Calculating and paying quarterly taxes may not be fun, but it provides you a chance to check on the health of your business. The IRS considers taxes to be paid as you go and requires everyone to pay toward their tax liability throughout the year as income is earned. Employees do this through automatic withholding, which the employer pays to the IRS.
Unlike employees, businesses and the self-employed are not subject to those withholding requirements. Instead, they are required to estimate their tax liability and make quarterly payments toward it. Upon filing an annual return, any amount still owed is paid, and any overpayment is refunded.
Do I need to pay estimated quarterly taxes?
You need to pay estimated quarterly taxes if you meet both of the following two conditions:
- You expect to owe more than $1,000 at year-end ($500 for corporations), even after accounting for any withholding and refundable credits.
- Your withholding and refundable credits are less than the smaller of 90% of your current year's tax liability or 100% of your previous year's tax liability (110% if your adjusted gross income exceeded $150,000 or $75,000 for married filing jointly).
This means if you expect to owe less than $1,000 after withholding and credits, you can stop right here. If you expect to owe more, but your withholding and refundable credits were equal to 90% of your current tax liability or 100% of your previous year's tax liability, you're also exempt.
If you owe more than $1,000 and your withholding and credits do not equal the necessary amounts, you need to pay estimated quarterly taxes.
You also don't need to pay quarterly taxes if you had no tax liability for the previous year, you were a U.S. citizen for the whole year, and your prior tax period covered twelve months.
When do I pay estimated quarterly taxes?
The first quarter of the year is considered to be January through March, the second quarter is April through June, the third quarter is July through September, and the fourth is October through December. Estimated payments are due according to the following schedule:
- April 15
- June 15
- Sept. 15
- Dec. 15 for corporations and Jan. 15 of the following year for individuals
If any due date falls out on a holiday or weekend, the deadline is pushed off to the next business day.
You can choose to pay at more frequent intervals if you find that more convenient, as long as you have paid the full amount due by each quarterly due date.
Bear in mind that even if you have paid in full by year-end or you are owed a refund, you will still incur an underpayment penalty if any individual payment is late or too small.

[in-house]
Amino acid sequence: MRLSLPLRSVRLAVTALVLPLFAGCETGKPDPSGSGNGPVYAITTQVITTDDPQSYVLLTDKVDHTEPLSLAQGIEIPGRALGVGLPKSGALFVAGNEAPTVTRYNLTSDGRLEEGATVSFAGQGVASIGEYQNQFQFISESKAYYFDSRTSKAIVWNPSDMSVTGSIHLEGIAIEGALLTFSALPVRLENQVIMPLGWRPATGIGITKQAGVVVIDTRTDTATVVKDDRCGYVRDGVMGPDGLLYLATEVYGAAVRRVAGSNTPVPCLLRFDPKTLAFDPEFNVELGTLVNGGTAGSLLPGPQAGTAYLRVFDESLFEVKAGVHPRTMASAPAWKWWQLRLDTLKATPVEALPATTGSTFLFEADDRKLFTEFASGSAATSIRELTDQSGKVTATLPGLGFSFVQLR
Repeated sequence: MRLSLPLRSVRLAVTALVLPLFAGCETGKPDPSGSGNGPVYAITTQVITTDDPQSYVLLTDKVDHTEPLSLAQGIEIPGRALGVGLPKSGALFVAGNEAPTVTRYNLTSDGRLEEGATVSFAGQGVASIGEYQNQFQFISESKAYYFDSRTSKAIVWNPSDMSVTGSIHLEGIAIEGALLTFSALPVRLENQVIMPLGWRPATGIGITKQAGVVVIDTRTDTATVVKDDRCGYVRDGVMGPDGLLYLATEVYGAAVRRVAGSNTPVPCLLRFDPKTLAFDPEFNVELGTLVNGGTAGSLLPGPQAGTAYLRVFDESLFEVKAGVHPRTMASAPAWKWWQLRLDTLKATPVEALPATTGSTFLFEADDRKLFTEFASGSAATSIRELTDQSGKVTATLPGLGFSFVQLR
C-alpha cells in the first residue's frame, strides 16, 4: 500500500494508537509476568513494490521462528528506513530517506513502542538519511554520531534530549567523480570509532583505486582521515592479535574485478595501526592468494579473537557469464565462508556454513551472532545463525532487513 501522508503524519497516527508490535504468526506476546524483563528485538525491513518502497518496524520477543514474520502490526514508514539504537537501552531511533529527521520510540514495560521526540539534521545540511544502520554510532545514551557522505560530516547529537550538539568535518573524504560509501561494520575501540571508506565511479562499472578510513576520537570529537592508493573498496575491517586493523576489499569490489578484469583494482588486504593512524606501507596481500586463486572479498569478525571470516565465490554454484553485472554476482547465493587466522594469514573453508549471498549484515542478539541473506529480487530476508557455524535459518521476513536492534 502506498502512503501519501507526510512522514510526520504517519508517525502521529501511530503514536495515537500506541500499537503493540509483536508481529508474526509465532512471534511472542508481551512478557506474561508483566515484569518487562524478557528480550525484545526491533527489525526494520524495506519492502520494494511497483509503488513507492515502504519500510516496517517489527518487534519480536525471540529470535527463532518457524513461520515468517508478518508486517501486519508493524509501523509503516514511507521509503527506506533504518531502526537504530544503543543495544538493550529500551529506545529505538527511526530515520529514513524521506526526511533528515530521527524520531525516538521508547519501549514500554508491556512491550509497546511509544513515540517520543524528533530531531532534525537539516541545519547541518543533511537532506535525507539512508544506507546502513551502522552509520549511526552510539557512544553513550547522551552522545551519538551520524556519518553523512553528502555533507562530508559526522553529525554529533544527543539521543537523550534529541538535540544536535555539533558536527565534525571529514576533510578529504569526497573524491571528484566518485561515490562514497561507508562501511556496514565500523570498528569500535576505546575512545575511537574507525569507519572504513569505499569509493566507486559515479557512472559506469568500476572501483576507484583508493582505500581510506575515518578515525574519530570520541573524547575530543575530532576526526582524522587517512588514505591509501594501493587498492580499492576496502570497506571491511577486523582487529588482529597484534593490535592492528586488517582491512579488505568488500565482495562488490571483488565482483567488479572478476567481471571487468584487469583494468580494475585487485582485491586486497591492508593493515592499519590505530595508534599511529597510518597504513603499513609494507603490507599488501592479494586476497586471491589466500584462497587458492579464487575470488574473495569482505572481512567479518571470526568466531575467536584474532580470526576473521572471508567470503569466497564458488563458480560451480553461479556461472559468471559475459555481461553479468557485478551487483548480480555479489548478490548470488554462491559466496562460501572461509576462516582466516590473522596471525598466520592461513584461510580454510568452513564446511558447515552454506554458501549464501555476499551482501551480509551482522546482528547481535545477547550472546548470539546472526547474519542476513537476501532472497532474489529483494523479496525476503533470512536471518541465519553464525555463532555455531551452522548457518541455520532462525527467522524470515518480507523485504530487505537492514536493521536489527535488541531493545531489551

How do I pay quarterly taxes?
The first thing you need to do is estimate your current expected tax liability. This number divided by four equals your quarterly payment amount.
Of course, coming up with your tax liability can be a complex calculation, particularly if you don't earn income evenly throughout the year or if your business has changed significantly from last year.
Paying 100% of your previous year's tax liability is the “safe harbor" method if you are unsure about your current year's income. The IRS has a guide included with Form 1040-ES that can help you calculate your payment amount, or an experienced tax professional can help you arrive at your payment amount.
Once you have calculated your payment amount, you can pay online on the IRS website or through the Electronic Federal Tax Payment System. You can also send in a check or money order along with the vouchers included with Form 1040-ES.
What if I don't pay quarterly taxes?
Paying late, underpaying, or skipping a payment may cost you more in the future. Typically, any missed payment or short payment is assessed as a penalty that begins at 0.5% of the amount due, but the rate increases over time based on how long the bill was outstanding. Since interest begins to accrue only after the annual return due date, taking care of any penalties immediately minimizes interest and keeps the penalty rate down.
The exact formula used to calculate penalties for late or insufficient estimated quarterly payments is very complicated. You may refer to IRS Form 2210 and its instructions to see the actual calculations involved. While the possibility exists that figuring the penalty yourself may help to reduce the amount (due to having income earned at uneven periods, for example), the IRS is usually kind enough to calculate it for you.
Being on top of your quarterly taxes helps eliminate the chances of a large, unexpected bill at the end of the year. Getting it right from the start pays off.
Find out more about Business Accounting